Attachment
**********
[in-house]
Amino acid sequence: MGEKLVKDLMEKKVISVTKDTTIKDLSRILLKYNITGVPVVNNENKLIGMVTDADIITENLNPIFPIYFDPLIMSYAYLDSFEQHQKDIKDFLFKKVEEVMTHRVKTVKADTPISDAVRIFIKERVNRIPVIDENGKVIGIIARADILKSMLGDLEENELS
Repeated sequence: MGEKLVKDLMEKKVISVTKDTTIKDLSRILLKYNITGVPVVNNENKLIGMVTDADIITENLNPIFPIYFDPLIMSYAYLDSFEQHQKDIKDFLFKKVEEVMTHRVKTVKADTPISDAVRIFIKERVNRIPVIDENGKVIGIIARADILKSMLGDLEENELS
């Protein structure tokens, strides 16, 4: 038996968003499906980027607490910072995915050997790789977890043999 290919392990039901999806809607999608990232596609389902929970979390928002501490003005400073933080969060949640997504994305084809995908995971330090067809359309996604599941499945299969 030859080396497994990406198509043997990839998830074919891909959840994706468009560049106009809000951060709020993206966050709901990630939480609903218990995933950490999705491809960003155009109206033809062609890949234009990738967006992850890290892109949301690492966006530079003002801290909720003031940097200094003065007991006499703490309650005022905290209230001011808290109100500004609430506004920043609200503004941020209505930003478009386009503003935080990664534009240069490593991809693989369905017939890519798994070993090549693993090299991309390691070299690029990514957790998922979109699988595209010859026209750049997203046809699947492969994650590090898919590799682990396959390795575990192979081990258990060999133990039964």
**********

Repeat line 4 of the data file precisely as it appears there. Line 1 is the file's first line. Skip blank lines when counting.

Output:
């Protein structure tokens, strides 16, 4: 038996968003499906980027607490910072995915050997790789977890043999 290919392990039901999806809607999608990232596609389902929970979390928002501490003005400073933080969060949640997504994305084809995908995971330090067809359309996604599941499945299969 030859080396497994990406198509043997990839998830074919891909959840994706468009560049106009809000951060709020993206966050709901990630939480609903218990995933950490999705491809960003155009109206033809062609890949234009990738967006992850890290892109949301690492966006530079003002801290909720003031940097200094003065007991006499703490309650005022905290209230001011808290109100500004609430506004920043609200503004941020209505930003478009386009503003935080990664534009240069490593991809693989369905017939890519798994070993090549693993090299991309390691070299690029990514957790998922979109699988595209010859026209750049997203046809699947492969994650590090898919590799682990396959390795575990192979081990258990060999133990039964």